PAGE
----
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Sixth Form Scholars’ Trip

On Wednesday 23 November, Lower Sixth Academic Scholars attended an enriching day of lectures in Central London with Thriving Minds. The day was a fantastic occasion for our Scholars’ minds to be challenged on a wide range of topics and a balanced academic programme to simulate thought beyond the constraints of the curriculum. Lecturers from Oxford University, Aberdeen University, and London University stretched pupils with fast paced content from an array of disciplines where they were able to begin to see connections between different areas of study.

The first lecture introduced pupils to theories of beauty (aesthetics), justice and truth, and used contemporary examples to explore the complexity of our judgements. Dr Christopher O’Neill then discussed that, contrary to popular belief, outstanding achievement in everything and anything from maths to marathons, classics to clarinet, from footie to physics does not ultimately depend upon innate intelligence or ability. Oxbridge admissions questions are designed to give candidates a chance to show their real ability and potential – which means seeing if a candidate can think laterally, apply their thinking to new ideas, and different contexts. Julie Arliss spoke to pupils about there being no ‘right’ answer to many interview questions: the focus is on how well you can think. Pupils came away with some essential Oxbridge standard thinking tools and ideas for developing advanced lateral thinking skills.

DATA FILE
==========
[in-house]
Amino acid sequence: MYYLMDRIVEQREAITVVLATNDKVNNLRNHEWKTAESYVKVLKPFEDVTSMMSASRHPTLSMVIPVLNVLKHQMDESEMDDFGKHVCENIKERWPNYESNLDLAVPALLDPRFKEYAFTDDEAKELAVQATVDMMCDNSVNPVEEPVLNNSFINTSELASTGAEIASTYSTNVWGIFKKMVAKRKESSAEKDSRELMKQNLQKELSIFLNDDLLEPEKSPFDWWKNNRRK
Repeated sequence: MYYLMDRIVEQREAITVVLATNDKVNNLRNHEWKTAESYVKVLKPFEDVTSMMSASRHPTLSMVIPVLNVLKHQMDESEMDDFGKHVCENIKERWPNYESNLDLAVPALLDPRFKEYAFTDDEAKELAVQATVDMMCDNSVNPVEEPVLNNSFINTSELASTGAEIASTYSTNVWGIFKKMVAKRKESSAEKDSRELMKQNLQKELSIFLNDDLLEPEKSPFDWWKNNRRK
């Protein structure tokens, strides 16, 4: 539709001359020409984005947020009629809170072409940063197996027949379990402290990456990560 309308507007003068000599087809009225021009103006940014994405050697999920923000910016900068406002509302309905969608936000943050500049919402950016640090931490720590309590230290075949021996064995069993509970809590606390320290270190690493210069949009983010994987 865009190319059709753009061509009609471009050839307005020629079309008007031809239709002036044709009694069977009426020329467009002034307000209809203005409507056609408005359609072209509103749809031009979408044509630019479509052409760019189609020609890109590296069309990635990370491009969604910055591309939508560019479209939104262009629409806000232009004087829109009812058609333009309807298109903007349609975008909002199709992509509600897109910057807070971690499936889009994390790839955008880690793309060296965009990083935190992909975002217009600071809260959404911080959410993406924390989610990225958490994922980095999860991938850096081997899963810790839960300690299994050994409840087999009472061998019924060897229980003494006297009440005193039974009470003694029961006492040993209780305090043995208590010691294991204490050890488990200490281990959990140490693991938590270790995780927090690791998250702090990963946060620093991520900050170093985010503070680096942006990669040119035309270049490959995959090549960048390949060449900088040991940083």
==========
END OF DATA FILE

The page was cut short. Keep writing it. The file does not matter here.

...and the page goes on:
After a quick lunch, a motion was proposed: ‘this house believes that it isn’t OK to make comments about another person’s body’ and pupils engaged in a debate. Arguments incorporated several relevant issues such as freedom of speech and freedom from discrimination. The day ended with an ear stimulating lecture on ‘Rock in 11 Dimensions: Where Physics and Guitars Collide’ from Dr Mark Lewney who used his skills with a rock guitar to explore the physics of sound; showing how string vibrations might answer questions about the Big Bang; and, how the Large Hadron Collider – the biggest experiment ever built – might let us peek into extra dimensions.

It was a great day out for our Sixth Form Scholars, with one commenting that they “found the lectures fascinating. I particularly loved the Oxbridge Interview Question section, which really made you try to think outside the box.”